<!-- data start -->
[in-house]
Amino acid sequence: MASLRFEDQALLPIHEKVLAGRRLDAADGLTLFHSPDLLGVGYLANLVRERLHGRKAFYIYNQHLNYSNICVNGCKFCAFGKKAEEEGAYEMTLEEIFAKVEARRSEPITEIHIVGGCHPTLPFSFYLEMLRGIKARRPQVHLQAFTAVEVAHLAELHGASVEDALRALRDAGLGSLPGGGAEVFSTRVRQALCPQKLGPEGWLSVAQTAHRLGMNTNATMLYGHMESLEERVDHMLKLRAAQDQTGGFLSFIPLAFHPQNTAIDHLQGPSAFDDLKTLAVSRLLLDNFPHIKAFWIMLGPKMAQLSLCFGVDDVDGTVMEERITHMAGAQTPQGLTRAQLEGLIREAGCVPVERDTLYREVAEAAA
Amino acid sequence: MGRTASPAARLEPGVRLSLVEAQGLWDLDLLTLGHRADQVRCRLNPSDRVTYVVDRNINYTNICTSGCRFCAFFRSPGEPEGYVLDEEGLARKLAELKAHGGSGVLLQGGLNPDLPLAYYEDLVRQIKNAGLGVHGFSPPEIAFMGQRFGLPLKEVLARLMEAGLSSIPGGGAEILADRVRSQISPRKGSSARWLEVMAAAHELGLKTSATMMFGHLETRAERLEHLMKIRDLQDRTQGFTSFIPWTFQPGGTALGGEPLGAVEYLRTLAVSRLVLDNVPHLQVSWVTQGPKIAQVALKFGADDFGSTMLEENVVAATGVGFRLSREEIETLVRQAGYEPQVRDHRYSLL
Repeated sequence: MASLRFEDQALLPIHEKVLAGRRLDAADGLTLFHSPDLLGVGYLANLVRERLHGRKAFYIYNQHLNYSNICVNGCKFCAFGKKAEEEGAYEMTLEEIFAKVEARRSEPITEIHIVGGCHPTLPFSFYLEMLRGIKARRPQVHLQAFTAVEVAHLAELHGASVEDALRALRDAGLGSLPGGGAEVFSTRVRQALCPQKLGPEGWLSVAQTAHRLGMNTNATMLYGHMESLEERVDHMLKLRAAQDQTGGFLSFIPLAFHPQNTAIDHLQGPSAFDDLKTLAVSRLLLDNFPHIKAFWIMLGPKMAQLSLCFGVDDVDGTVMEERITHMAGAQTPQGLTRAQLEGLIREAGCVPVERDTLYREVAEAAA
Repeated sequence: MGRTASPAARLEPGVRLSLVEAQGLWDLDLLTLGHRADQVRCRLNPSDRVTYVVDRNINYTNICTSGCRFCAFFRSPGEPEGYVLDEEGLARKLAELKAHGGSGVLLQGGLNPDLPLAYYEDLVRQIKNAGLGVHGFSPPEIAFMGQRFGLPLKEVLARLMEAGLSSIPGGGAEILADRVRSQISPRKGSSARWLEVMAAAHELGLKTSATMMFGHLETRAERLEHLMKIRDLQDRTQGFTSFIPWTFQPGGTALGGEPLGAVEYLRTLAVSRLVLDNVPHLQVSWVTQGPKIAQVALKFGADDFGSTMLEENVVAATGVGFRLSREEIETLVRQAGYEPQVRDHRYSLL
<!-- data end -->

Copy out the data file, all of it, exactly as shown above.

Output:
[in-house]
Amino acid sequence: MASLRFEDQALLPIHEKVLAGRRLDAADGLTLFHSPDLLGVGYLANLVRERLHGRKAFYIYNQHLNYSNICVNGCKFCAFGKKAEEEGAYEMTLEEIFAKVEARRSEPITEIHIVGGCHPTLPFSFYLEMLRGIKARRPQVHLQAFTAVEVAHLAELHGASVEDALRALRDAGLGSLPGGGAEVFSTRVRQALCPQKLGPEGWLSVAQTAHRLGMNTNATMLYGHMESLEERVDHMLKLRAAQDQTGGFLSFIPLAFHPQNTAIDHLQGPSAFDDLKTLAVSRLLLDNFPHIKAFWIMLGPKMAQLSLCFGVDDVDGTVMEERITHMAGAQTPQGLTRAQLEGLIREAGCVPVERDTLYREVAEAAA
Amino acid sequence: MGRTASPAARLEPGVRLSLVEAQGLWDLDLLTLGHRADQVRCRLNPSDRVTYVVDRNINYTNICTSGCRFCAFFRSPGEPEGYVLDEEGLARKLAELKAHGGSGVLLQGGLNPDLPLAYYEDLVRQIKNAGLGVHGFSPPEIAFMGQRFGLPLKEVLARLMEAGLSSIPGGGAEILADRVRSQISPRKGSSARWLEVMAAAHELGLKTSATMMFGHLETRAERLEHLMKIRDLQDRTQGFTSFIPWTFQPGGTALGGEPLGAVEYLRTLAVSRLVLDNVPHLQVSWVTQGPKIAQVALKFGADDFGSTMLEENVVAATGVGFRLSREEIETLVRQAGYEPQVRDHRYSLL
Repeated sequence: MASLRFEDQALLPIHEKVLAGRRLDAADGLTLFHSPDLLGVGYLANLVRERLHGRKAFYIYNQHLNYSNICVNGCKFCAFGKKAEEEGAYEMTLEEIFAKVEARRSEPITEIHIVGGCHPTLPFSFYLEMLRGIKARRPQVHLQAFTAVEVAHLAELHGASVEDALRALRDAGLGSLPGGGAEVFSTRVRQALCPQKLGPEGWLSVAQTAHRLGMNTNATMLYGHMESLEERVDHMLKLRAAQDQTGGFLSFIPLAFHPQNTAIDHLQGPSAFDDLKTLAVSRLLLDNFPHIKAFWIMLGPKMAQLSLCFGVDDVDGTVMEERITHMAGAQTPQGLTRAQLEGLIREAGCVPVERDTLYREVAEAAA
Repeated sequence: MGRTASPAARLEPGVRLSLVEAQGLWDLDLLTLGHRADQVRCRLNPSDRVTYVVDRNINYTNICTSGCRFCAFFRSPGEPEGYVLDEEGLARKLAELKAHGGSGVLLQGGLNPDLPLAYYEDLVRQIKNAGLGVHGFSPPEIAFMGQRFGLPLKEVLARLMEAGLSSIPGGGAEILADRVRSQISPRKGSSARWLEVMAAAHELGLKTSATMMFGHLETRAERLEHLMKIRDLQDRTQGFTSFIPWTFQPGGTALGGEPLGAVEYLRTLAVSRLVLDNVPHLQVSWVTQGPKIAQVALKFGADDFGSTMLEENVVAATGVGFRLSREEIETLVRQAGYEPQVRDHRYSLL